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Sex in the Noughties: How was it for you?

Politically correct mainly

The essential guide to IT transformation

Have you got a license for that Sir?

Who could possibly doubt that the "noughties" have been a decade of unparalleled sexual license?

In fact, the list of doubts is long and growing longer. Following a particularly gruesome murder in 2003 – the Graham Coutts case – the government determined that many social ills could be tracked back to the internet. Nasty (pornographic) stuff was entering the country, and there was little the authorities could do about it: so the Criminal Justice and Immigration Act 2008 made possession of "extreme porn" a criminal offence.

Whilst Ministers talked of this being about worst cases – the "aberrant" and the "abhorrent" – it represented a widening in English Law of a principle only previously claimed in one supposedly exceptional case: the possession of material depicting child abuse.

This Act was followed shortly after by the Coroners and Justice Act 2009, which applied the same principle – of criminalising possession – to cartoon material.

The latter, of course, was ostensibly about "protecting children", which has been a second consistent theme for the decade: whenever the government had qualms about civil liberties, just appeal to public paranoia about the predatory paedophile – and the scope for opposition and counter-argument automatically diminishes.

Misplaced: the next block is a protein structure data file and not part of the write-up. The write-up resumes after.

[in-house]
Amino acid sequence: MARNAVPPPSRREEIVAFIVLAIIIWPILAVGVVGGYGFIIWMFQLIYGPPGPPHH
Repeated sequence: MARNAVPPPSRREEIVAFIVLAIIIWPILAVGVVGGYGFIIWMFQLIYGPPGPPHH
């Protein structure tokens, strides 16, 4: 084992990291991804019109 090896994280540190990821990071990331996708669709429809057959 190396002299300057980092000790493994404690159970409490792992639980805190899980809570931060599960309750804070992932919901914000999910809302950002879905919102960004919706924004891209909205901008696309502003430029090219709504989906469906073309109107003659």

Thus, possessing certain images was first introduced as criminal offence – by Labour – in the Protection of Children Act 1978 (pdf). Few would object to that principle: although in recent years, there has been increasing debate about whether making such possession a "strict liability" offence has contributed to child safety – or simply made society increasingly nervous about looking at images that a previous generation would have considered perfectly innocent.

That protection took tangible shape through the Internet Watch Foundation. The IWF flourished through the noughties, suffered brief embarrassment over an attempt to block an image already widely accepted culturally, and now, as the web becomes a less useful means to distribute child abuse images – the slack is being taken up by P2P and virtual networks - is mellowing into distinguished establishment respectability.

Still on "children": the SOA 2003 also extended the definition of a child to “under 18”, making it, for the first time ever, a criminal offence to possess an image depicting an act that is not itself criminal.

A further massive threat to liberties is the Safeguarding Vulnerable Groups Act 2006 (the "Vetting Act") which, through the aim of "protecting children" gives the state unprecedented powers to bar individuals from working in a third to a half of jobs in the UK.

Opponents have cited two wholly objectionable aspects of this legislation: first, that whether one is fit to work with the vulnerable now depends largely on one’s NOT participating in "inappropriate" sexual activity; and second, the fact that the underlying database will include third party reports and unsubstantiated allegations when it comes to evaluating sexual conduct.

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